Glutathione, produced from the amino acid cysteine, is the body’s primary defence against oxidative (free radical) damage within cells. Exposure to toxic chemicals stimulates the secretion of glutathione from the liver into the plasma. Once in the plasma, glutathione complexes (conjugates) with the toxins. The resultant conjugate is then converted to mercapturic acid, which can be excreted by the kidneys. Glutathione also deactivates hydrogen peroxide and other peroxides. Many individuals with chemical sensitivity are deficient in glutathione.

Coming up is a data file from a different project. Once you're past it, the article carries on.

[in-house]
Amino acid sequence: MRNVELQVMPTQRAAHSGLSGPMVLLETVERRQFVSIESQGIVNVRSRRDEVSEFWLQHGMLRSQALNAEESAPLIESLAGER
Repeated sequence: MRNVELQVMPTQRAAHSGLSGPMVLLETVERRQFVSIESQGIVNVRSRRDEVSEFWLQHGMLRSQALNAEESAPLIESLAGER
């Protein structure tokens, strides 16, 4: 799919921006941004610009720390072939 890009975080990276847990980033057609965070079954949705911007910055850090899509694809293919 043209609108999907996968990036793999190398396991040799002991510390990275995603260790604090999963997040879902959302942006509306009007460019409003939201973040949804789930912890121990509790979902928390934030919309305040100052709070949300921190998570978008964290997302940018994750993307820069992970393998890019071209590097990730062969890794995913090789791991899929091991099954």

Glutathione is also needed for the production of prostaglandins and it is a coenzyme for the breakdown of insulin in the liver and kidney.
Glutathione can be taken as a dietary supplement, in which case its most effective chemical form is known as reduced glutathione. (Also see Detoxification.)